Lyme disease

Lyme disease is the most common tick-borne disease in North America and is an emerging public health threat in Canada. Due in part to climate change, tick populations have been spreading northward, increasing the rates of Lyme disease into Canada. While infected ticks can be found across the country, more infections are reported in eastern Canada and Manitoba. Regardless, all Canadians should be aware and take precautions to protect themselves.

Lyme disease occurs when you are bitten by a deer tick, sometimes known as a blacklegged tick (Ixodes species), which is infected with one of 19 species of bacteria in the Borrelia genus, known as the Lyme borreliosis group. If  left untreated, Lyme disease can be fatal. Luckily with increased awareness and treatment, the symptoms can be significantly reduced.

The first signs of Lyme disease are fever, headache, muscle and joint pain, neurological complaints and cardiovascular problems. Other symptoms include nausea, fatigue and night sweats. The most recognizable symptom is a bull’s-eye rash, which can appear at the site of the bite within 3 to 30 days, although smaller rashes, blotches and blisters can occur within 3 to 5 weeks after being bitten. If you think you have been bitten by a tick and notice any of these symptoms, contact your healthcare professional immediately.

The best way to avoid getting bitten by a deer tick is to recognize when you may be at risk and taking measures to protect yourself. Deer ticks live in bushes, tall grassy fields, nature parks and woodlands. They feed on blood and are found in areas populated by deer, rodents and even birds. Not all ticks are infected with the bacteria that causes Lyme disease, however, it’s always better to be prepared.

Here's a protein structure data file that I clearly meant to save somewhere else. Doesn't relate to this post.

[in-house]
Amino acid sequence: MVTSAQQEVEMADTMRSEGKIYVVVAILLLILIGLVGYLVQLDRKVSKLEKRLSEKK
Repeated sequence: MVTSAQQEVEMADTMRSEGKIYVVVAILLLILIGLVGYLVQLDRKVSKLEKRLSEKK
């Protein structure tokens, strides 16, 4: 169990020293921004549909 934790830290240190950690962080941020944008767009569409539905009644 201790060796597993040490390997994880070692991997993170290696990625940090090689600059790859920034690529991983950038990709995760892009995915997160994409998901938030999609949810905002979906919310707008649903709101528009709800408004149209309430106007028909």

You can prevent getting a tick bite by covering up with long sleeves and pants, and using an insect repellent containing DEET as its active ingredient. It also is recommended to double-check your skin and your pets after you have been in a potential tick habitat. It can take up to 72 hours for the tick to transfer the bacteria to you, so early tick detection and removal is very important. Ticks can also be found in urban areas and gardens, so keeping these precautions in mind is always advised.

If you find that you have been bitten by a tick, do not attempt to remove it by burning it! Instead, use fine tip tweezers or a tick removal device found in the Scout Shop, and place it around the tick. Be sure to get as close to your skin as possible. Gently pull the entire tick out, especially its head. Try not to crush the body during the removal. Thoroughly clean the bite wound with rubbing alcohol. If you don’t have any, use soap and water. Some home remedies suggest applying nail polish or using petroleum jelly to remove the tick, but avoid these treatments as they will lead to irritating the tick which may force more bacteria into you. 

After removing the tick, put it in a secure container and give it to your healthcare professional. Learn more about Lyme disease from our Safety Tip. The key to Lyme disease is:  Be aware, cover up, double check, and when in doubt, get help from a healthcare professional!

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  • Bonnie Ferguson

    as we are coming up to Spring/Summer camps this is great and vital information to share! thankyou!!